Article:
Desert finch

In the arid expanse of the desert sands, a resilient creature makes its home – the Desert Finch. With feathers as golden as the sun that beats down upon the dunes, this bird is a true master of survival in an unforgiving landscape.

Serial NumberCharacteristicsDescription
1Common nameDesert Finch
2Scientific nameRhodospiza obsoleta
3ColourSandy-brown upperparts, white underparts with black streaks on the breast and flanks
4Average length12-14 cm
5Average height6-7 cm
6Type of birdDesert
7Found in India in statesNot found in India
8HabitatSandy and stony deserts, semi-deserts, and arid areas
9StatusLeast Concern


The Desert Finch, also known as Rhodospiza obsoleta, is a small bird that is found in the desert regions of North Africa and the Middle East.

The Desert Finch has a plump body with a short tail and a conical beak. It has a round head with a small neck and short, stubby wings. It has a distinctive black and white striped pattern on its face, with a white stripe running across its forehead, black patches around its eyes, and a white throat. The bird has a brownish-grey plumage on its back and wings, with a pale belly.

The Desert Finch has a predominantly brownish-grey plumage, which is ideal for camouflage in the desert environment. The black and white stripes on its face and neck add a distinctive pattern to its appearance.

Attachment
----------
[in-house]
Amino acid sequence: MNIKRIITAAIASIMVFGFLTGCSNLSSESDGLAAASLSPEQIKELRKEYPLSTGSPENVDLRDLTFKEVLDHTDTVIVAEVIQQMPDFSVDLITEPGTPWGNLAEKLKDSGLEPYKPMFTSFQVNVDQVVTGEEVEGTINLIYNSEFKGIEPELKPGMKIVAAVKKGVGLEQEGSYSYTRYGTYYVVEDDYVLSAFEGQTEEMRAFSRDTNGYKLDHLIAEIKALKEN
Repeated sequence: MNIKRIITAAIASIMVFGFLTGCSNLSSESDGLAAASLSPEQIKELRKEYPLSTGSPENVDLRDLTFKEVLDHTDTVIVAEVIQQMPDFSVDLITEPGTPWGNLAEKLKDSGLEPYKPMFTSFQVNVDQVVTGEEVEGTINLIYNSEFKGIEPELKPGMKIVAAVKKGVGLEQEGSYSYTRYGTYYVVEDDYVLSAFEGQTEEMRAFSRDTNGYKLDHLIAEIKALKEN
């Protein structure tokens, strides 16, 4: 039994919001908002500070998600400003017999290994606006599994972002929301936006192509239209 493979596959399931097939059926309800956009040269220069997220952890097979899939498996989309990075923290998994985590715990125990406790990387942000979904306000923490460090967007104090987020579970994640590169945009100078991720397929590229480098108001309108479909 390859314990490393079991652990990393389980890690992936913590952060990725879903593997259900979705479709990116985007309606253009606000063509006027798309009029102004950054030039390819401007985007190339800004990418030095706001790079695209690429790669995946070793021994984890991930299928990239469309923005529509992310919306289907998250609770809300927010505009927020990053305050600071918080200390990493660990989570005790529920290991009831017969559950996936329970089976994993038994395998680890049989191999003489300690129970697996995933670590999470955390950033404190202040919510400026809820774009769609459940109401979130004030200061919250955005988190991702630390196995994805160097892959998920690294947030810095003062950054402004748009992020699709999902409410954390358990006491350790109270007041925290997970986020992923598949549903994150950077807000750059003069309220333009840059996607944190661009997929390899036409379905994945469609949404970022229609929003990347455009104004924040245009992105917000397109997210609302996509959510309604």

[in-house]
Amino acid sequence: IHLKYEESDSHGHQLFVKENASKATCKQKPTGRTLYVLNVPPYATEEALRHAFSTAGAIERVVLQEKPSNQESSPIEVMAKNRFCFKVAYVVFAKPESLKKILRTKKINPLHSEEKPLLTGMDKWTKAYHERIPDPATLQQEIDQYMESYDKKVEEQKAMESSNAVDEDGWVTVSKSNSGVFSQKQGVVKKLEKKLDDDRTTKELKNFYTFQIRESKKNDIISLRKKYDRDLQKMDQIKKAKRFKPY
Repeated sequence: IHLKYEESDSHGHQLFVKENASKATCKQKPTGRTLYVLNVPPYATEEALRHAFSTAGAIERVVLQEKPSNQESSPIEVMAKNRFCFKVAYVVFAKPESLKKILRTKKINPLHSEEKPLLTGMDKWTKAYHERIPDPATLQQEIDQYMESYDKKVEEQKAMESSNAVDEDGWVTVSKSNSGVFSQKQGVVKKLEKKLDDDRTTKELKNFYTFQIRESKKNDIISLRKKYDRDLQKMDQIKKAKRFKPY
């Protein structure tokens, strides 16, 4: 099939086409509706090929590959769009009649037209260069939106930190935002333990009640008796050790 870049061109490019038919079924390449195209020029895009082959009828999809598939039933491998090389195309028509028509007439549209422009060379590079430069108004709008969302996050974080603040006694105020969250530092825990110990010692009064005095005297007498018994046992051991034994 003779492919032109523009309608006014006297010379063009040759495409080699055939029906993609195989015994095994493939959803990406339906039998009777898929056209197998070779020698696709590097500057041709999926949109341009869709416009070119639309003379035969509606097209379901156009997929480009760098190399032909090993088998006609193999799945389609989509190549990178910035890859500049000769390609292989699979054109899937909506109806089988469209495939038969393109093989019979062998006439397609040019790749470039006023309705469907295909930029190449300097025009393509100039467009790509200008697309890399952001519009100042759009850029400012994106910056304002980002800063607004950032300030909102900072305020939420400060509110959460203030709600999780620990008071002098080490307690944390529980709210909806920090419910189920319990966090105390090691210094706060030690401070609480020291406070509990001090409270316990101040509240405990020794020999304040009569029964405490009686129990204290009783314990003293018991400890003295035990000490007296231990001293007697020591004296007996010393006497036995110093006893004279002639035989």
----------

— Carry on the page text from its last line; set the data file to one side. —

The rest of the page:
The Desert Finch is a small bird, measuring approximately 11-12 centimeters in length and weighing around 12-15 grams. Its height when perched is around 4-5 centimeters.

Habitat and Food

Desert Finch is a hardy bird that has evolved to survive in a challenging environment. The Desert Finch, also known as the Burchell’s Finch inhabits dry, arid regions such as the deserts of North Africa and the Middle East. They are also found in rocky habitats and semi-deserts with sparse vegetation.

Desert Finches are primarily granivorous, meaning they eat seeds as their primary source of food. Their diet consists mainly of grasses, seeds, and occasionally insects. They have strong beaks that are adapted to cracking open tough seed shells, allowing them to access the nutrient-rich seeds inside.

In addition to their seed-based diet, Desert Finches also obtain water from various sources such as dew, succulent plants, and occasionally even drinking water from puddles or streams when available. They are well adapted to the desert environment, and their ability to survive on very little water has allowed them to thrive in arid regions where other bird species cannot.

Nesting and Nurturing

Desert Finches are ground nesters and they build their nests on the ground in protected areas such as under shrubs or rocks. The nest is usually a shallow scrape in the soil, sometimes lined with grass, twigs, and other vegetation.

The female Desert Finch lays a clutch of 3 to 6 eggs. The eggs are typically pale blue or green with reddish-brown speckles. The size of the eggs is approximately 18mm x 14mm. The eggs are incubated by the female for about 12 to 14 days.

Both parents participate in the care of the hatchlings, feeding them insects and seeds. The young birds fledge after about 12 to 15 days and become independent a few days after leaving the nest.

IUCN Status

The Desert Finch, also known as Rhodospiza obsoleta, is currently listed as a species of Least Concern on the IUCN Red List. Its population trend is thought to be stable, and it is not considered to face any major threats at present.

However, as with any species, continued monitoring and conservation efforts are important to ensure that its status does not decline in the future.

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